Software rendering allows O3D to use the main processor to render 3D images if the machine running the app doesn't have supported graphics hardware. While the hardware O3D requires to run in hardware-accelerated mode is fairly modest by today's standards (a DirectX 9, Pixel Shader 2.0 capable graphics card), there are nonetheless PCs that don't meet these requirements, and we think it's important for web apps to run on all machines, regardless of hardware.
Because software rendering is significantly slower than hardware-accelerated rendering, we're also introducing a concept called "feature requirements" that will help minimize how often O3D will have to fall back to software rendering. Feature requirements allow developers to state upfront that their app will require certain hardware capabilities to render properly. If the machine running the app supports those features, O3D will run it fully hardware accelerated; if however, it is lacking any of the required capabilities, O3D will drop into a software rendered mode. Anecdotally, we found that this tiering allows 45 of our 48 samples to now run in hardware-accelerated mode with less capable graphics cards.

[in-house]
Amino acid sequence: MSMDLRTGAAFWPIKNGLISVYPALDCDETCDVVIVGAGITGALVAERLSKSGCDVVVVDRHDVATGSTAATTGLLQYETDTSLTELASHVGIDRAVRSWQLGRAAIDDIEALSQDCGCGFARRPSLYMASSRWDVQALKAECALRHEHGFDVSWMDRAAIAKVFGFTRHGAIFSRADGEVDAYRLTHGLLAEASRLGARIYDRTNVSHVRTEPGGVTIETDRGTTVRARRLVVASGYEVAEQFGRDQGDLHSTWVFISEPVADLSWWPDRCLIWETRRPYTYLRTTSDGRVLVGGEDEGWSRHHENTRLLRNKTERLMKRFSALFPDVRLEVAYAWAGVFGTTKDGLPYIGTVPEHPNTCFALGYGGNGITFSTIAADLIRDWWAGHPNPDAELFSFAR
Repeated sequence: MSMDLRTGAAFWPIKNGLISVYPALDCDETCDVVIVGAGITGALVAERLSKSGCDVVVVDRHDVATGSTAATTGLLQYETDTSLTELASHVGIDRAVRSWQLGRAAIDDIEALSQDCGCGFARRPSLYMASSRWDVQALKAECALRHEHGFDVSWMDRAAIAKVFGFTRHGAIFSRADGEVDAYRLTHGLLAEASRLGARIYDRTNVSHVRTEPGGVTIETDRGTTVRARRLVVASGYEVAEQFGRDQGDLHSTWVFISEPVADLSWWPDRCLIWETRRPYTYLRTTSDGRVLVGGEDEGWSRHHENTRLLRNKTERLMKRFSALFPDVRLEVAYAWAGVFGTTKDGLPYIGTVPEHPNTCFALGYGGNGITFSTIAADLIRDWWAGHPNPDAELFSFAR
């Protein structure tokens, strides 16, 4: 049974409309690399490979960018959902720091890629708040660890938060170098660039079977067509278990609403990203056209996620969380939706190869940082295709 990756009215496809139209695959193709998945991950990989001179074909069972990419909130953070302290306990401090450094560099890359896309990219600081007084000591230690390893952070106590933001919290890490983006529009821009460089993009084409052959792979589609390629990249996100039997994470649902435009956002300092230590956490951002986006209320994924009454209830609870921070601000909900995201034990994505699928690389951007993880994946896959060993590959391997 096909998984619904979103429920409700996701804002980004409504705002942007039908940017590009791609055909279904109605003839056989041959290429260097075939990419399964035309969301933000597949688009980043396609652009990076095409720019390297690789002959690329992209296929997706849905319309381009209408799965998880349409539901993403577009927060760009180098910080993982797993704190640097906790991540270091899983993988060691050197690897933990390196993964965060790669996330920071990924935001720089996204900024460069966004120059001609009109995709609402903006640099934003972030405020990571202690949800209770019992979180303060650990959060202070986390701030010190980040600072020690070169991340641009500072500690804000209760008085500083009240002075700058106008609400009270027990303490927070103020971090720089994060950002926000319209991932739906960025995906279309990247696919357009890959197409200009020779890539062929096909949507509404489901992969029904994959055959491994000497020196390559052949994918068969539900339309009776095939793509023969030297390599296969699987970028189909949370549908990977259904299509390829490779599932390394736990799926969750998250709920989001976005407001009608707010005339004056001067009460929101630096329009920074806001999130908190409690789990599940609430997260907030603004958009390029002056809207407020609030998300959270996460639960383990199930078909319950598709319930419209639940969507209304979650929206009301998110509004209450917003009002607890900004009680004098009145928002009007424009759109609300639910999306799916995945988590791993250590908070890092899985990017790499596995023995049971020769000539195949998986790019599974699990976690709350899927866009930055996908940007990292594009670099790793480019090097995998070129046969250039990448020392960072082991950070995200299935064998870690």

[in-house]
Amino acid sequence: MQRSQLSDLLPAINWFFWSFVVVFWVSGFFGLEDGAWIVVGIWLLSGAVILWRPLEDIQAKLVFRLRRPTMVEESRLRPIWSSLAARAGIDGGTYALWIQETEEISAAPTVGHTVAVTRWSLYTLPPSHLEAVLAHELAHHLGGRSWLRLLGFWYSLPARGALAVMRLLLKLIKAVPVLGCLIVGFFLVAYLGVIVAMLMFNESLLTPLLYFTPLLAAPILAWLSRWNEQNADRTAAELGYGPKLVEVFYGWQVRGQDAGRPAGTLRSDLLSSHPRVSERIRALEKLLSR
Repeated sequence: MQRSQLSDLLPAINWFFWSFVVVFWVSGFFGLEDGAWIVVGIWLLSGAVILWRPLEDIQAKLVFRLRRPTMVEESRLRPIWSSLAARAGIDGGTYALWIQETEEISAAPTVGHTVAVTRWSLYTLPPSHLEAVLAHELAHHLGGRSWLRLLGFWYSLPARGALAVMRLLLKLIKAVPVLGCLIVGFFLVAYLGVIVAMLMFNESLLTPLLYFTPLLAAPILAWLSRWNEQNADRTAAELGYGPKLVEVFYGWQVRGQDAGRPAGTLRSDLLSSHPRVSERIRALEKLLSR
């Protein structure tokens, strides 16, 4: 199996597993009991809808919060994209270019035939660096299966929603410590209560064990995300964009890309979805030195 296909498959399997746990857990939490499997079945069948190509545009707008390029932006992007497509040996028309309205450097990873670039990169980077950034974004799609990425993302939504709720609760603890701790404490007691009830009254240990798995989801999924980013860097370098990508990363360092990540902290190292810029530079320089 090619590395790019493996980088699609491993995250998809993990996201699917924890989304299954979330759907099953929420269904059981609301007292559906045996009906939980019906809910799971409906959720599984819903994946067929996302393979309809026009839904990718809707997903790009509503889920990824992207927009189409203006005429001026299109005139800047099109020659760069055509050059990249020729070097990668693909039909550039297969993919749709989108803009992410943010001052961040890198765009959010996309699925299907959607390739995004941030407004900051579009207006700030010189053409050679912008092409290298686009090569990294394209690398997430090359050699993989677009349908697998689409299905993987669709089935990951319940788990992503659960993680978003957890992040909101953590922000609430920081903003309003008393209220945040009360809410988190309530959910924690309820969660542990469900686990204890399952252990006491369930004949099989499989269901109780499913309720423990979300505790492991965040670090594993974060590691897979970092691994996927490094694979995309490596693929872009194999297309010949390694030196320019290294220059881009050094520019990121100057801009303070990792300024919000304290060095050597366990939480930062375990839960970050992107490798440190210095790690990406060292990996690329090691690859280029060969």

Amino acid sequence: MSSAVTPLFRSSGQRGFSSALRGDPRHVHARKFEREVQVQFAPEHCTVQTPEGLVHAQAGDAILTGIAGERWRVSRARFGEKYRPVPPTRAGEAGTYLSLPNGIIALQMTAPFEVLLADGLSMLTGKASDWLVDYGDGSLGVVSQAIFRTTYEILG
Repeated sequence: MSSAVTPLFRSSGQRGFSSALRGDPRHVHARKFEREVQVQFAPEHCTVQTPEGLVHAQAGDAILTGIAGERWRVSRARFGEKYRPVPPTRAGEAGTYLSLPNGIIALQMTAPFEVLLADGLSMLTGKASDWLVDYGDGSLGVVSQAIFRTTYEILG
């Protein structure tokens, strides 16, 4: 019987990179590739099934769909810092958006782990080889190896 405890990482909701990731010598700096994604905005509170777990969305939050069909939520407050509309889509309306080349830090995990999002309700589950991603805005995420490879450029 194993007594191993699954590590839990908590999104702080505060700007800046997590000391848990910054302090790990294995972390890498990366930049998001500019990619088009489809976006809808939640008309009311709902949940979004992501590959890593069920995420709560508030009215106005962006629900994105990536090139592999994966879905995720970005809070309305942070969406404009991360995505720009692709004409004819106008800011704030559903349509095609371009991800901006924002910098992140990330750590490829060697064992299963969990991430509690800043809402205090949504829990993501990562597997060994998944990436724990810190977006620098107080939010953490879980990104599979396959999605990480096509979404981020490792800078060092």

Finally, while it has nothing to do with extending hardware support, we're also adding a couple other goodies: a full-screen mode to make O3D apps more absorbing and a community gallery to feature cool demos that use O3D (like Infinite Journey, the first game developed outside Google using O3D). If you've developed an application or sample that would be useful to the O3D community, please be sure to submit it for our team to review for inclusion in the gallery using this form.